More than three years after the first chimeric antigen receptor (CAR) T-cell therapy achieved U.S. Food and Drug Administration (FDA) approval, the revolutionary approach that has upended blood cancer treatment continues to generate excitement.
LLS support over more than two decades helped lay the groundwork for this approach to therapy that has been a game-changer for patients who have relapsed multiple times and seemingly exhausted their treatment options. The method works by infusing immune (T) cells with cancer-attacking synthetic receptors that seek out and bind to a specific protein on the surface of the cancer cells, causing their destruction. The CAR-T cells continue to expand and fight the cancer cells, becoming a living drug within the patient’s body. Pediatric acute lymphoblastic leukemia patients and adults with large B-cell lymphomas have benefited from long-lasting remissions from the first CAR-Ts approved. The latest CAR-T approval was in August for patients with mantle cell lymphoma.
Consensus is building that the next CAR-Ts on the horizon will be for multiple myeloma patients and follicular lymphoma and marginal zone lymphoma patients who have relapsed multiple times. During this week’s virtual 62nd American Society of Hematology (ASH) annual meeting, a slew of presentations makes clear several of these are likely to get approved in early 2021.
The myeloma CAR-Ts all target a protein called BCMA found on cancerous plasma cells in myeloma patients. BCMA has emerged as a prime target for myeloma treatment, and the first BCMA-targeting therapy, an antibody-drug conjugate (an antibody bound to a cytotoxic agent), was approved by the FDA in August – read more here.
Of the multiple companies vying in the BCMA-targeting CAR-T space, Johnson & Johnson’s product, ciltacabtagene autoleucel (cilta-cel), appears to be the frontrunner, with the highest response rates and longest-lasting CAR-T cells. In a study of 97 patients, 97 percent responded to the treatment, and 67 percent had a complete response, meaning no cancer cells were detectable. At just over one year (the median follow-up, meaning at least 50 percent of the patients had been on the trial), 77 percent of the patients were still alive and their cancer had not gotten worse.
Johnson & Johnson plans to submit its data to the FDA within the next few weeks. What's more, Bristol Myers Squibb/Bluebird’s idecabtagene vicleucel (ide-cel) – also promising while not as long-lasting in trials to date – is already before the FDA with a decision anticipated in March. While not involved in the study present at the ASH meeting, an LLS-funded researcher at Emory University, Madhav Dhokapkar, MBBS, is studying this therapy to find ways to make it more durable, safer, and more effective. Many CAR-T products from Chinese companies were also presented at the meeting.
The length of time that BCMA-targeting CAR-T cells can last in patients has been questionable, so the results presented at this ASH meeting are encouraging. At the same time, the deaths of several patients on trials have raised concerns about potential toxicities, including dangerous neurological side effects and another extreme immune response called cytokine release syndrome. Despite this, the FDA might determine that the benefits for patients without other treatment options outweigh the risks.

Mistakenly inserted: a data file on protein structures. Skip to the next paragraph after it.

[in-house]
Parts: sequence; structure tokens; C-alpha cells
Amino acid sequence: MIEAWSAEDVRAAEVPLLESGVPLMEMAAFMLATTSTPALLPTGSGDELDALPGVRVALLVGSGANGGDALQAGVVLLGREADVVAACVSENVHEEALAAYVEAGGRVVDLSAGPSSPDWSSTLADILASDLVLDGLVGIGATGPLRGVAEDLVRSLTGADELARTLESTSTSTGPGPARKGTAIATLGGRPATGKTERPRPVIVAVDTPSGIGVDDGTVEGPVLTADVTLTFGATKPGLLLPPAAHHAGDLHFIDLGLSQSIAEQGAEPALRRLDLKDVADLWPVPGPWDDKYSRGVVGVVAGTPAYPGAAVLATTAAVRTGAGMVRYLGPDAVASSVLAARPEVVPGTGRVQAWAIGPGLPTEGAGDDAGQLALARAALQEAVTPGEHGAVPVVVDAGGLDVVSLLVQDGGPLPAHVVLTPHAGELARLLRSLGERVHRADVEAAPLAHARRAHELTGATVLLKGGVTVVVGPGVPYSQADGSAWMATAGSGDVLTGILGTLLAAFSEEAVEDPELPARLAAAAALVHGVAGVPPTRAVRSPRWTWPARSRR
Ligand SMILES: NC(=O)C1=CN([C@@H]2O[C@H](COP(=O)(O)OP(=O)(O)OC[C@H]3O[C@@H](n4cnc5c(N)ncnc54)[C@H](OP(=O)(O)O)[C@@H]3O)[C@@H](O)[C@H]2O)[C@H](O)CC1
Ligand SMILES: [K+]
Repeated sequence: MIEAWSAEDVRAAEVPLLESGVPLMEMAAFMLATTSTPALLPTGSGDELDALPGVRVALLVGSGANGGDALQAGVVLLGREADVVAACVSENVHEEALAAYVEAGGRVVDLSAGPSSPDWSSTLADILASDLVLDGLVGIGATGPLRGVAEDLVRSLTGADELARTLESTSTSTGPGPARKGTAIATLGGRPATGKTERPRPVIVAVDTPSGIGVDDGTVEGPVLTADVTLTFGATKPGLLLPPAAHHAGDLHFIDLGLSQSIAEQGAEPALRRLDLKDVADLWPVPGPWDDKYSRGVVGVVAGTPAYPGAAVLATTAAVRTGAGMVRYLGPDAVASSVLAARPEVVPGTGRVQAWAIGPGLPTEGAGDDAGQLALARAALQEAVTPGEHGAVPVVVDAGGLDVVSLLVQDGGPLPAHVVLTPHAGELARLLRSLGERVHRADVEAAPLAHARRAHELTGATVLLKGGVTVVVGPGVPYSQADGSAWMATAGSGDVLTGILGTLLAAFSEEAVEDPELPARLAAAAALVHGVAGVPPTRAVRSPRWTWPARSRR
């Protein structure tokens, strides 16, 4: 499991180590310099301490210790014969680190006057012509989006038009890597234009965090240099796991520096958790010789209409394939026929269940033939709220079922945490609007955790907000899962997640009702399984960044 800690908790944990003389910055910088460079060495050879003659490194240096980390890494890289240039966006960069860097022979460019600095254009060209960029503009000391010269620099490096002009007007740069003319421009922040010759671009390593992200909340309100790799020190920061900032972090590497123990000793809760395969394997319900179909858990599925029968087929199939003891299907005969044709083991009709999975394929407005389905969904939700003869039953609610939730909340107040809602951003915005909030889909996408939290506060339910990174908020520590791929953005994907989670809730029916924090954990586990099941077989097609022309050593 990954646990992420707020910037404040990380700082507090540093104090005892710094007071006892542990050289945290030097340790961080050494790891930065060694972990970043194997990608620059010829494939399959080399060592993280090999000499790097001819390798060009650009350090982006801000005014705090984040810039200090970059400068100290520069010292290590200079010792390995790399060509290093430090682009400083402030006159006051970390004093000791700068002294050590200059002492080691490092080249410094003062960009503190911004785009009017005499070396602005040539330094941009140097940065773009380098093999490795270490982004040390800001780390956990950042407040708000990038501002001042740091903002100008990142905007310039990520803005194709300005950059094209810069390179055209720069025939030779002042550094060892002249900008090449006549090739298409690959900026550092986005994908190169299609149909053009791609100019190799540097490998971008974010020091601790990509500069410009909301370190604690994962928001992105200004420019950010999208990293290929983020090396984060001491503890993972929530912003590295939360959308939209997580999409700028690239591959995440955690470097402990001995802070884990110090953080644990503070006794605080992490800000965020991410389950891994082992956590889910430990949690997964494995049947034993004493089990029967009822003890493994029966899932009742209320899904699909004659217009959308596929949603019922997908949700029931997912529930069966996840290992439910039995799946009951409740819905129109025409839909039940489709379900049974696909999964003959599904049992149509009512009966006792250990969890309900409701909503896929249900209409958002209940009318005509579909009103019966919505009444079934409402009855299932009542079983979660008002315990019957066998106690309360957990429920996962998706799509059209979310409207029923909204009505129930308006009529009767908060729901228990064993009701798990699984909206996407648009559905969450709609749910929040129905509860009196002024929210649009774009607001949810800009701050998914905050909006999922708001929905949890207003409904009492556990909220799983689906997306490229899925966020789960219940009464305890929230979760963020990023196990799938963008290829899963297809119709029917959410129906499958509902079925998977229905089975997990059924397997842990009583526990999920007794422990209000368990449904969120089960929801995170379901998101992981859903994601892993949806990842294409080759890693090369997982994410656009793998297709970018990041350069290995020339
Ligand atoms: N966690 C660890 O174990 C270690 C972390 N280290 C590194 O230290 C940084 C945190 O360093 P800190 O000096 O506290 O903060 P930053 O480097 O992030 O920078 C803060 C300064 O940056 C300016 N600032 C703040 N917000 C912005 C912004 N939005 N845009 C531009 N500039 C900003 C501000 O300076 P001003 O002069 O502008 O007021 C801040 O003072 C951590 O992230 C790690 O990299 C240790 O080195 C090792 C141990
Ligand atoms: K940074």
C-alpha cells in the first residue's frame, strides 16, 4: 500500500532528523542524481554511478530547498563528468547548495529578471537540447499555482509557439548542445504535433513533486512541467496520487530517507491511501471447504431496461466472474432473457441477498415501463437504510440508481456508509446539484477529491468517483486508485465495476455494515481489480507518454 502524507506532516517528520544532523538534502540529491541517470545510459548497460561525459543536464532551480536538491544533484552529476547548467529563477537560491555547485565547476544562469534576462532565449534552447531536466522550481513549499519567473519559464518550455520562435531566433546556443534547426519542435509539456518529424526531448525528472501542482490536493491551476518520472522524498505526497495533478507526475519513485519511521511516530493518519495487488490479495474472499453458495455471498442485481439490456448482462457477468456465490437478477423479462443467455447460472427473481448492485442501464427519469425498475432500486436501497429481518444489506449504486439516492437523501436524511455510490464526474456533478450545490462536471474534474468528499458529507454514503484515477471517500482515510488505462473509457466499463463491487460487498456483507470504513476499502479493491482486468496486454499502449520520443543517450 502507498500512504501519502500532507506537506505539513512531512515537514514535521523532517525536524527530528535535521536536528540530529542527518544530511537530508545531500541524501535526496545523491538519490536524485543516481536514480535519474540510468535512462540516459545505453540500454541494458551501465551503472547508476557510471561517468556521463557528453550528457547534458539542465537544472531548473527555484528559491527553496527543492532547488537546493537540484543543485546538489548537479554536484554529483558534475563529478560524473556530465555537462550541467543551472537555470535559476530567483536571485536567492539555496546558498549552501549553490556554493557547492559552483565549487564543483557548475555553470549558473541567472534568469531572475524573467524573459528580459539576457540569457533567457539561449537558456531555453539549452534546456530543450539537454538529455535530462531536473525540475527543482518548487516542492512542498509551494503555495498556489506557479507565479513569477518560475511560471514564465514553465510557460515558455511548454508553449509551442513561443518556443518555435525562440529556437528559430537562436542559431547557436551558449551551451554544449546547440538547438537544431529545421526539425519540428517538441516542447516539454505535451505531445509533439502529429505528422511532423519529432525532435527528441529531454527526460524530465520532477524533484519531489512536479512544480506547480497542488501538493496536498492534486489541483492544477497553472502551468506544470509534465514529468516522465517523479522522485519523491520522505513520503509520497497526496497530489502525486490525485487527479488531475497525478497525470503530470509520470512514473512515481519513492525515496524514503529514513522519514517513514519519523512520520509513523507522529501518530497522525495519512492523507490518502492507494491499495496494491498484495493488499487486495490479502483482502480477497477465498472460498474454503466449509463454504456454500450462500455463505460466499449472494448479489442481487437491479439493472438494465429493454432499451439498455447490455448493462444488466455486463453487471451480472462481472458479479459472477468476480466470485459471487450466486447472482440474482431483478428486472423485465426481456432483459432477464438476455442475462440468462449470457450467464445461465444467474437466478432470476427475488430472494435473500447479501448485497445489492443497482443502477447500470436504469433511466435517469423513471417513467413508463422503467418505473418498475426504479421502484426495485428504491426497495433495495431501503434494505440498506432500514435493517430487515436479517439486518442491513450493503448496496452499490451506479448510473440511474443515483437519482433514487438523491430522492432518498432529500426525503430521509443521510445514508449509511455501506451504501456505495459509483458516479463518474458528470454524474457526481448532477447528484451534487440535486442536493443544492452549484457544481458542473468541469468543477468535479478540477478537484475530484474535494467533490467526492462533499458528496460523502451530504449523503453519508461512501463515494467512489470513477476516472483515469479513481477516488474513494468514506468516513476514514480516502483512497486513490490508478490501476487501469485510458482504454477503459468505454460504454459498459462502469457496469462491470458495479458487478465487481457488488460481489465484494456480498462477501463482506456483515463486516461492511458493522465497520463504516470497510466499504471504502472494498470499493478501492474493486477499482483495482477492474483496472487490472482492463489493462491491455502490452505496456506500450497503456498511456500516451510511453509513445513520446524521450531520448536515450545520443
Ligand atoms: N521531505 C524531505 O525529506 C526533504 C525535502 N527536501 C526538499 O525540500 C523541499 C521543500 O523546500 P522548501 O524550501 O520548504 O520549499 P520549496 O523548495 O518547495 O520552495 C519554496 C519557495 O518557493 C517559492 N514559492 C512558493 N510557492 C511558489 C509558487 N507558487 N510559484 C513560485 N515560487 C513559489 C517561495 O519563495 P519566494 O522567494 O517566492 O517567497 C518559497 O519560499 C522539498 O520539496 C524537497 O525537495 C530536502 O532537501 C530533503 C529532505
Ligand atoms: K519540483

Patients with follicular (FL) and marginal zone lymphoma (MZL), two slow-moving “indolent” forms of non-Hodgkin lymphoma, also have reason for hope. Results from a clinical trial entitled ZUMA-5, testing a CAR-T developed by Kite Pharma, a Gilead company, showed high response rates for patients with both forms of the disease. LLS helped Kite Pharma launch their CAR-T program through a partnership entered in 2015.
Of 104 patients evaluated, 84 with FL and 20 with MZL, 92 percent had an objective response, meaning their cancer cells were reduced; 76 percent of patients had a complete response, meaning the cancer became undetectable after a median follow-up of 17.5 months (the time when 50 percent of the patients have been on trial).
Researchers across the globe – with support from LLS – continue to work tirelessly to usher in the next generation of CAR T-cell therapies so that they're safer and more efficacious for more patients with blood cancers.
Bispecific Antibodies – A Different Way to Harness the Boost the Body’s Immune System
Several studies also highlighted the promise of bispecific antibodies, which are designed to bind two proteins: one on the surface of tumor cells (CD20) and the other on the surface of the recipient’s T cells (CD3). The studies were in patients with lymphoma who were either too old or sick to endure standard chemotherapy treatment, or whose previous treatments had failed, including CAR-T in some cases. The results were impressive, with high, durable response rates. There are advantages and disadvantages of this treatment approach as compared to CAR-T. Manufacturing CAR-T is a long, complicated, and costly process requiring the extraction of the patient’s own cells. Bispecific antibodies use donor cells and can be manufactured as an “off-the-shelf” product, so the manufacturing and wait time is far less. On the other hand, CAR-T is a one-time infusion, while bispecific antibodies have to be administered to the patient repeatedly for as long as the patient is responding to the treatment. Some of the versions presented at the meeting can be given by an injection under the skin (subcutaneous) as opposed to intravenous infusion, requiring less time in the clinic and making the treatment regimen somewhat less onerous for the patient. While promising, the results for these therapies are still early so we will be keeping an eye on these advancements.
Visit this blog again for ongoing coverage from #ASH20, and click here to read the previous blog from ASH.